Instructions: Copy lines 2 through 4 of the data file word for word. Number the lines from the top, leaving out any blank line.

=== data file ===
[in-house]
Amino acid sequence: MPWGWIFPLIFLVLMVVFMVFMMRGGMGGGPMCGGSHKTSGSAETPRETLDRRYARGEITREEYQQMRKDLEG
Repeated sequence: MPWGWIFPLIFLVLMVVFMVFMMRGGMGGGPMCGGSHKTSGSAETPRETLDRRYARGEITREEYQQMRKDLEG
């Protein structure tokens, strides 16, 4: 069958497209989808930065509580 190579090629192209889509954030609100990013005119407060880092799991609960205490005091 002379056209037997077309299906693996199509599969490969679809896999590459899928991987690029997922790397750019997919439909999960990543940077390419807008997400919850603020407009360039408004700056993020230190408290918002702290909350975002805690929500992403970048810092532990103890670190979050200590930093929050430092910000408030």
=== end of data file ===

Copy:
Amino acid sequence: MPWGWIFPLIFLVLMVVFMVFMMRGGMGGGPMCGGSHKTSGSAETPRETLDRRYARGEITREEYQQMRKDLEG
Repeated sequence: MPWGWIFPLIFLVLMVVFMVFMMRGGMGGGPMCGGSHKTSGSAETPRETLDRRYARGEITREEYQQMRKDLEG
């Protein structure tokens, strides 16, 4: 069958497209989808930065509580 190579090629192209889509954030609100990013005119407060880092799991609960205490005091 002379056209037997077309299906693996199509599969490969679809896999590459899928991987690029997922790397750019997919439909999960990543940077390419807008997400919850603020407009360039408004700056993020230190408290918002702290909350975002805690929500992403970048810092532990103890670190979050200590930093929050430092910000408030």